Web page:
1 July 2013 TED video ‘Asteroids’ presented by Jonathan Haidt

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This presentation was prompted by the increasing bipartisan and hence no decision-making, of the US political establishment.  He likened 4 characteristics of US social/economic trends to an approaching earth-colliding asteroid.  Do we have to let things become so critical, so obvious that action is required before the politicians are prepared to act for the greater good?  Two crucial issues were identified as:

  • Global temperature rise – characterised by believers (Left) and non-believers (Right) with no common ground
  • US Debt – historically high debt levels have been brought down through a perceived common objective and concerted effort towards debt reduction.   At present increased welfare spending is projected to spiral out of control and require policy changes which are not even being discussed.

Haidt postulated that left unchecked, these 2 factors mean US is (we are) doomed.   The solutions to these two situations have been frustrated by the increasing polarisation of US politics.  Large scale cooperation is rare in nature –either blood related individuals (bees, ants) or humans as they circle around common values.  But these common values can also blind to other views/perspectives.  This is what is being experienced in the US and many other countries at present and why there is no agreement on the ‘asteroids’ heading our way or what to do about them.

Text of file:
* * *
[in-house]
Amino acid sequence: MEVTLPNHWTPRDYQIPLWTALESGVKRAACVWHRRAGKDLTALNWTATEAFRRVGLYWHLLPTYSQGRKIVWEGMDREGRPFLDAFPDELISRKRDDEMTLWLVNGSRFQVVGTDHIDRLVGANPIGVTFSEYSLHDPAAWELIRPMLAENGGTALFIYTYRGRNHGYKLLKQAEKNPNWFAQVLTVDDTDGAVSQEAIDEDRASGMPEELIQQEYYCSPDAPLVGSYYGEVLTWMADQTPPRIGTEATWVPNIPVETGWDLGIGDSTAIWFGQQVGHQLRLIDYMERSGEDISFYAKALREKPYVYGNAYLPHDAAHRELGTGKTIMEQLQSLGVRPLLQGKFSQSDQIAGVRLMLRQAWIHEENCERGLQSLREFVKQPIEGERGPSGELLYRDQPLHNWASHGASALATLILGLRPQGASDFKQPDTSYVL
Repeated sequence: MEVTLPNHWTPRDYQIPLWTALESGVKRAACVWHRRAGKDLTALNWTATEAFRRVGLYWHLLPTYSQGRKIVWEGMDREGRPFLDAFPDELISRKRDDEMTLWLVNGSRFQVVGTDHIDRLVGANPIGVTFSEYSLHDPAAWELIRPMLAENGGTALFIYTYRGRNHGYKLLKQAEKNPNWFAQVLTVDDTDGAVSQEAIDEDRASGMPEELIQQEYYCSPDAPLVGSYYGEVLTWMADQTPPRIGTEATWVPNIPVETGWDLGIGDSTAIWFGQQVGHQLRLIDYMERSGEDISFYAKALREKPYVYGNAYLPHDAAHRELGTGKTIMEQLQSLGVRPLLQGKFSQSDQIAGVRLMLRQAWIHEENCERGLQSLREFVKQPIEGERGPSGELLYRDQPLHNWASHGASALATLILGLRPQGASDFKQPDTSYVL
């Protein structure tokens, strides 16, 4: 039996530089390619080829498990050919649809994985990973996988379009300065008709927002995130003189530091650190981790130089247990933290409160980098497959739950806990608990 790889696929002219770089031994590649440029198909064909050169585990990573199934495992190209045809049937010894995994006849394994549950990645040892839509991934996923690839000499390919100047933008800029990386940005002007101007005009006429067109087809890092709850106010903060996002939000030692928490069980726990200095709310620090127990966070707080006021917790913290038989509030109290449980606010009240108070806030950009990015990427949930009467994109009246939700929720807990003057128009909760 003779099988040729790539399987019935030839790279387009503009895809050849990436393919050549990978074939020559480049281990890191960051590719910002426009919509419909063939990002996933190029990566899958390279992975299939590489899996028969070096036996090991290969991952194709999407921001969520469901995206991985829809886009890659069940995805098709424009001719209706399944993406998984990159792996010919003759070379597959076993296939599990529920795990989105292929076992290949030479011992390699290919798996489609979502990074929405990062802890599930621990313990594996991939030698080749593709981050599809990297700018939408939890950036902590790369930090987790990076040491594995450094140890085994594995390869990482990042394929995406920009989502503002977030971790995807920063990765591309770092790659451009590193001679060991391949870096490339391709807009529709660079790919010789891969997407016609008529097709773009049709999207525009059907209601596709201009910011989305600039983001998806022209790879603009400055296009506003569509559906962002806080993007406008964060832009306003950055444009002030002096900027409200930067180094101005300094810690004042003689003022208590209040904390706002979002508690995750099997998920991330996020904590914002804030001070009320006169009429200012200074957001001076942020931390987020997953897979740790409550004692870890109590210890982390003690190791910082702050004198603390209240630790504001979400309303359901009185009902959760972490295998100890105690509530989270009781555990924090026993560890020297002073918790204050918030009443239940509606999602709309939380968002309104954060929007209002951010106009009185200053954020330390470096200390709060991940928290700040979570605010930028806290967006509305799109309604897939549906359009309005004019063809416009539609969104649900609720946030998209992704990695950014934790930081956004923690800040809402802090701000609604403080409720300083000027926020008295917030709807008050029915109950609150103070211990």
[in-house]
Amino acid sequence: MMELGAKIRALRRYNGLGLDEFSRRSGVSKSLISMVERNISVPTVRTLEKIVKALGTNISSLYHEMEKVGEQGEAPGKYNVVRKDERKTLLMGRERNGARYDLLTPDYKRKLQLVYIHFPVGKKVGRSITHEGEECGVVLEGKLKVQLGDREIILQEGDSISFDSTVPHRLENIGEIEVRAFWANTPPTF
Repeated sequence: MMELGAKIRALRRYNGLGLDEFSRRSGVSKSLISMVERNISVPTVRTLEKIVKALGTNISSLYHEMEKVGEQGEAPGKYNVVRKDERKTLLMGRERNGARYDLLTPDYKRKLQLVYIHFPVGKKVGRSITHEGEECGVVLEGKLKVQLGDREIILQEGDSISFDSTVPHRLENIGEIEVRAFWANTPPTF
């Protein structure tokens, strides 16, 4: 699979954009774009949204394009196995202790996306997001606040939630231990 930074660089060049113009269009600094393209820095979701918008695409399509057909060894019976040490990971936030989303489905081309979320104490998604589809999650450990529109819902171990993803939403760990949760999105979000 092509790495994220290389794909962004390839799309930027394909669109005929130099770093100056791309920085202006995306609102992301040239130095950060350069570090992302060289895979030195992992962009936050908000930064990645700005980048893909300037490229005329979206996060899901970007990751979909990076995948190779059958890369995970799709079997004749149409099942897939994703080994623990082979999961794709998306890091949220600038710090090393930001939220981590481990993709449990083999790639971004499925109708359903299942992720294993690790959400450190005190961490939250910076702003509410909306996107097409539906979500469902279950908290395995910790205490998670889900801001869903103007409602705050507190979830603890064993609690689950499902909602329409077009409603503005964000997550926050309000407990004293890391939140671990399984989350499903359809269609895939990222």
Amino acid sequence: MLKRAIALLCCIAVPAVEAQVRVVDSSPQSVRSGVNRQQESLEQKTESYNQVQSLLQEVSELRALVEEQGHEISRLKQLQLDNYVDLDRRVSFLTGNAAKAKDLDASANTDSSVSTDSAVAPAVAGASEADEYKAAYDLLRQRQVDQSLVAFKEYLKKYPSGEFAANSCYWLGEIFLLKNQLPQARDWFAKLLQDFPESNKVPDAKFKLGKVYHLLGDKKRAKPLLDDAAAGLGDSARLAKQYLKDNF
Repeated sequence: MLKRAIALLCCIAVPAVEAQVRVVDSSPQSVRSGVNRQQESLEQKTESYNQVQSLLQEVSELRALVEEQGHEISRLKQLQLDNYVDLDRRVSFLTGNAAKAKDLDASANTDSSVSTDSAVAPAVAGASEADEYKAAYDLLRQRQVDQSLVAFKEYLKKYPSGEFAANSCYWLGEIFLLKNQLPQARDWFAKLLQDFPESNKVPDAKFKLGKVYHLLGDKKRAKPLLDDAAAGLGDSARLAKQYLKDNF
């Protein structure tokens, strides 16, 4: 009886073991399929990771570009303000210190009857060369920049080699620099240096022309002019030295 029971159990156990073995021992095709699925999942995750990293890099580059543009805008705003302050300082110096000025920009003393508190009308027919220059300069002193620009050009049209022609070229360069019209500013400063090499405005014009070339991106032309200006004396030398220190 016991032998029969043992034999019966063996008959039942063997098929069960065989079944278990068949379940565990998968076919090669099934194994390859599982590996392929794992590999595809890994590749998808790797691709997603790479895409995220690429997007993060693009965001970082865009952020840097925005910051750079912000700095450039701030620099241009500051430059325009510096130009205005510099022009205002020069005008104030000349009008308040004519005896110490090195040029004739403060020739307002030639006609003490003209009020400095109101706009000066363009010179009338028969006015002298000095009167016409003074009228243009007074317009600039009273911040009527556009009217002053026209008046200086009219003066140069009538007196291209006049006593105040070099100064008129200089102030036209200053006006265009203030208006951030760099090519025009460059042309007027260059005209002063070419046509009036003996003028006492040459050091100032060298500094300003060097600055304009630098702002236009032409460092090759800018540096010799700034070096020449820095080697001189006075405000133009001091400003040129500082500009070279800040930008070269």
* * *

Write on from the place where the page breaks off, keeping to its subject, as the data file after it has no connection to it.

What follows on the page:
The other two asteroids are:

  • Rising Inequality – characterised by an unwillingness to sacrifice for the common good (The Right is not concerned)
  • Rising non-marital births (ie single parent families?) – which contribute to rising inequality (The Left is not concerned)

On these two at least, Haidt argued, both sides could address their concerns if they were prepared to cede some political capital to the other side – by the Left acknowledging family values and the Right allowing wealth re-distribution.

 An interesting perspective on matters of international criticality and a reminder that standing firmly on one’s principles may result in a myopic blindness to wider truths.

Ian Harris